The Court concludes that within the context of the Policy, there is more than one reasonable meaning of the phrase "an insured whose business is publishing, " at least one of which would not cover FCGFI's business activities. State Farm's exclusion therefore fails to place an insured on fair notice as to when and under what circumstances the exclusion applies to defamation or other claims that are otherwise covered, but which arise out of an insured's postings on its website. If State Farm intends this exclusion to cover the internet equivalent of "the publishing business, " it must make clear what, in fact, constitutes an "insured whose business is publishing" within the context of website usage, as it has done with other exclusions that specifically specify what communication through the internet are included. In short, it cannot be said without reasonable debate that FCGF's business is publishing for the purposes of this exclusion. This exclusion therefore does not "unambiguously" or "clearly" apply to FCGFI and it therefore may not be enforced to reduce coverage otherwise provided.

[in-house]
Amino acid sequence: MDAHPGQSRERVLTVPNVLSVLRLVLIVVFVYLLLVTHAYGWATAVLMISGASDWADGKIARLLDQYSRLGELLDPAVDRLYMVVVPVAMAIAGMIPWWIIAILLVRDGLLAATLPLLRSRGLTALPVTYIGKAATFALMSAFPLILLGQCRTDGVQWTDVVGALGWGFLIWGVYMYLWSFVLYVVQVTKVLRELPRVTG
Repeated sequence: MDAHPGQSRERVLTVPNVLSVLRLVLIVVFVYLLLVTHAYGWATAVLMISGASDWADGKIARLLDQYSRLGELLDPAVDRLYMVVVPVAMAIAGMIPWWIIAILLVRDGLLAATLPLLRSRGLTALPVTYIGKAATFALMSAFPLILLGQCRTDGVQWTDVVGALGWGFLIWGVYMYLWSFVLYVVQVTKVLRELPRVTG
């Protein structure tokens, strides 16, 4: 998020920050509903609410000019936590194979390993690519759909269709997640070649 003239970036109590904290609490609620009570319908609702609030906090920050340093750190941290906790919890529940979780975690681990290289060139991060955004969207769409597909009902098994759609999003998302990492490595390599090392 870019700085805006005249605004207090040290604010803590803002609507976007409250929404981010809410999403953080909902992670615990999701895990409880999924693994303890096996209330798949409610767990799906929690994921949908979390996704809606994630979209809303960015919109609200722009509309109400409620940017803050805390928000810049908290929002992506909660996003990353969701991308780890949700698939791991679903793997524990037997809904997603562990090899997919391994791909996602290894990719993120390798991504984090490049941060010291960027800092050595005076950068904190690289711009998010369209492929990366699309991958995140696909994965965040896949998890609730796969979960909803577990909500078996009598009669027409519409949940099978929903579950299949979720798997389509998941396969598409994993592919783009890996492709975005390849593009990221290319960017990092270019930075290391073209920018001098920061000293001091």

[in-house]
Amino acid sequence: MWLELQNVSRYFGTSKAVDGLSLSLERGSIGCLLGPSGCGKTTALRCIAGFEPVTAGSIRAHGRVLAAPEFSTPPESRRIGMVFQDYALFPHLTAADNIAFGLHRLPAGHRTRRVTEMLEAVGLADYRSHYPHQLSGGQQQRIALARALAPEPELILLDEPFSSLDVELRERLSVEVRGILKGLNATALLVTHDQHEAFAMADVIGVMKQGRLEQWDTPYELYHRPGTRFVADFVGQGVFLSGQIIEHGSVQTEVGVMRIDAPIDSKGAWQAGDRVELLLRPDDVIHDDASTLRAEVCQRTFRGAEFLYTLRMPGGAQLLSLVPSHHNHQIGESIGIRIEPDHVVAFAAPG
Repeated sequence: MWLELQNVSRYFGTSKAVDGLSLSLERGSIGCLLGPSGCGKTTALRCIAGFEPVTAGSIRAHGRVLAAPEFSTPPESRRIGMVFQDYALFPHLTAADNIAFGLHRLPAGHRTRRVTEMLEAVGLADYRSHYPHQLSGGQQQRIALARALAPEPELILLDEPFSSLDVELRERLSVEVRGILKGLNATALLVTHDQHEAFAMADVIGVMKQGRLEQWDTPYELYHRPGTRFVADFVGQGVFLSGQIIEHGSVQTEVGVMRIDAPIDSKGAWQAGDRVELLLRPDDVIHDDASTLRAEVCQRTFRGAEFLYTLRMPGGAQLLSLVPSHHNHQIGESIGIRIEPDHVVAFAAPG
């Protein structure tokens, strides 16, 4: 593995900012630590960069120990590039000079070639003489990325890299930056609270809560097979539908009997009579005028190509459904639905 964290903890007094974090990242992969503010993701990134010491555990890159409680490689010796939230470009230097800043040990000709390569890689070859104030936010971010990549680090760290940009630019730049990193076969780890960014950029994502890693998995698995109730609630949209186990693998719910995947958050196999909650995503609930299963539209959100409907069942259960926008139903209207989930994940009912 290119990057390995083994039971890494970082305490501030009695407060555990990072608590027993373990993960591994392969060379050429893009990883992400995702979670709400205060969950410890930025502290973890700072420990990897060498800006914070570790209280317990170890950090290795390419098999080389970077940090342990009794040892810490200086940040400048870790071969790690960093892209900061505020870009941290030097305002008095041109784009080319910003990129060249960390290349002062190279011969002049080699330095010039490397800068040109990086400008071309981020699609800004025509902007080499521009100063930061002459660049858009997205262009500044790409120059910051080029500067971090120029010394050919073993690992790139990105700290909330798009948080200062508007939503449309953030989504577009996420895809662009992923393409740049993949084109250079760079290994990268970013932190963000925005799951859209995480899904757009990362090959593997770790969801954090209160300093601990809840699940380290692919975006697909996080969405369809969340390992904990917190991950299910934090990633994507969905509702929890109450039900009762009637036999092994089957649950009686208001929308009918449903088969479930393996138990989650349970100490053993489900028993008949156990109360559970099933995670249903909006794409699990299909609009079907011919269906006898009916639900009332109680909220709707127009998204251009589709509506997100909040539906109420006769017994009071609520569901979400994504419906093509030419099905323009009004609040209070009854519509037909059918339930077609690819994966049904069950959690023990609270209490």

IV. Paragraph 17(k)
¶ 17(k) excludes coverage for personal advertising injury "[a]rising out of an electronic chatroom or bulletin board the insured hosts, owns or over which the insured exercises control." It is undisputed that GreenTech's claims arise out of articles posted on FCGFI's website, not comments posted on a chatroom or online bulletin board on FCGPI's website. This exclusion does not therefore apply.
V. Paragraph 17(n)
¶ 17(n) excludes coverage for personal advertising injury "[a]rising out of a criminal act committed by or at the direction of the insured." Based on the allegations of the complaint, GreenTech's claims are based in tort and thus do not arise out of a "criminal act, committed by or at the direction of the insured." This exclusion therefore does not apply.
For the above reasons, the Court finds and concludes that State Farm has a duty to defend FCGPI as to both Count 1 and Count 3 of the Suit, with issues of indemnification to be determined following the conclusion of that litigation and with this case stayed pending the outcome of that litigation.
An appropriate Order will issue.